• Writing For Fun And Profit

    I have written a kazillion short stories and one screenplay and have started another.

  • Thank God For Coffee

    Thank you God for Coffee. That is all.

  • Home Robots

    Spend an hour or so on the internet, and it’s immediately clear to anyone with half a brain that one can purchase and assemble without too much trouble a truly powerful home computer, complete with optical drives, processors, memory and a fixed disc. This computer can be both as powerful as and sometimes much more powerful than commercially-available products from Dell, HP etc. So, why can’t the same be said for Robotics?

  • Idea Walk

    I took a walk today with my dog and had a number of ideas.

  • Attack

    The creature, if you could call it that, was very nearly transparent. It floated through the sky like a giant condom filled with a now cloudy and then clear, undulating fluid. There were no structures visible within it’s external membrane, nothing that a modern biologist would recognize anyway. Inside, it was a total mystery, but outside, across it’s skin, it was covered with a slick, shimmering layer of hydrofloric acid at such an amped up concentration so that it would eat through living flesh almost instantly.

  • Difficulty Finding Time for Life Outside of Work

    If you work a technical job with a salary, you’re already facing two great dilemmas. 1.) you work for a salary, and 2.) you work with technology, where the work is almost never done. I find myself caught in a trap often enough - I don’t do well if I don’t get adequate sleep nor if I don’t have adequate time to spend with my wife and kids. Yet I don’t do well at work unless I’m perfectly willing to burn the proverbial candle at both ends. Dealing with this struggle effectively requires a number of crucial habits and procedures which you do not violate no matter what.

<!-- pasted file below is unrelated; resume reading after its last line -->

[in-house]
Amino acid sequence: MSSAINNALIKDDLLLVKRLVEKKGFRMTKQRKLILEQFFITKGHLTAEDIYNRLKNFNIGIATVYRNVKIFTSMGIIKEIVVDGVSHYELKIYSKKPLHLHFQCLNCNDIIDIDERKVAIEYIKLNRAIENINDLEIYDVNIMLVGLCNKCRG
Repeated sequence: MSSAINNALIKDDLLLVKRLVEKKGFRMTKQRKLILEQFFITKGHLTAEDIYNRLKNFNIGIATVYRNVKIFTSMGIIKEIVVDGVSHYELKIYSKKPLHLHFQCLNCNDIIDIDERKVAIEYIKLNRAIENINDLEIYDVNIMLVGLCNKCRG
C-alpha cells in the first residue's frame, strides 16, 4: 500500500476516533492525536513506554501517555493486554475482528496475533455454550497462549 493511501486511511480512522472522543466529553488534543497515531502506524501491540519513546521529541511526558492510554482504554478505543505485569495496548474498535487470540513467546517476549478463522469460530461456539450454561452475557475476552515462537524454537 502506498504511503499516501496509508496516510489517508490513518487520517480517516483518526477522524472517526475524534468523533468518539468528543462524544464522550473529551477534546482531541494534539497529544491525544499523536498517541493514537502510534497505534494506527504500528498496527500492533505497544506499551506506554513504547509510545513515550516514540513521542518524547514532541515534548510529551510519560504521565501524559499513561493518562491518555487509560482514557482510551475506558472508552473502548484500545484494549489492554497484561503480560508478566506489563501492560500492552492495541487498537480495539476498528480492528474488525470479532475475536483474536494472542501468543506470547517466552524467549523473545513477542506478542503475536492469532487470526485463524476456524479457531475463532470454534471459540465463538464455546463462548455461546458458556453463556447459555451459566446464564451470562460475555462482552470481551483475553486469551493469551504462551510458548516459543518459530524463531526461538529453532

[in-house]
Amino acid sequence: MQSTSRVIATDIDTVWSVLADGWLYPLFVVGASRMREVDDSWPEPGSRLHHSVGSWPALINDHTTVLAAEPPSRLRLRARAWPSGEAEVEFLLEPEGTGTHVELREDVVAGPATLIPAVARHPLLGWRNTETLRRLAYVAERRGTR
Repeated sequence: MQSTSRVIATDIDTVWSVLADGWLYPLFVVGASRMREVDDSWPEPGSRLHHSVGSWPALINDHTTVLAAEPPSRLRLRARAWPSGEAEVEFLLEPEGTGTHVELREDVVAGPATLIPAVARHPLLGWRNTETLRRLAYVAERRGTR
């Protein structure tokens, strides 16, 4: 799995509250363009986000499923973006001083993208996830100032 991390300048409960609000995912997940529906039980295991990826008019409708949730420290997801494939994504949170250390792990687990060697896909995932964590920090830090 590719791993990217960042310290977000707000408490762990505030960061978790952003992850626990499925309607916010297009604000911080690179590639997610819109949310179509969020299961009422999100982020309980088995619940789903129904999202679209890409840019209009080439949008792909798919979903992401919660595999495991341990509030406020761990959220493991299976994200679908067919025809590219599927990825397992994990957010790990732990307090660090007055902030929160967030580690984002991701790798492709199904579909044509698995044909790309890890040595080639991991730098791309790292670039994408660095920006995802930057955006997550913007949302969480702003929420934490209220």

• Late Night Window

    Up tonight working on deploying a new version of our OTA software to a regional cellular provider who will remain anonymous. Since my wife is a troop leader and both my girls are Girl Scouts, I’m surrounded by crates and crates of cookies right now. I’m eating haystacks at the moment. I know they changed the name, but I’m calling them haystacks.

  • Middle Aged Men with Small Dogs

    I am a middle-aged software developer. I have metabolic syndrome, which is essentially pre-diabetes and pre-heart disease, according to my doctor. I have a lovely wife and two beautiful young daughters, so I have a lot to look forward to in my remaining years. I got a dog to encourage me to get out and get some exercise. According to this search, there’s a lot of evidence and commentary suggesting that dog-walking can benefit your health, so I walk my dog religiously.

  • For Further Reading

    The following two sites are at the top of my crucial reading list: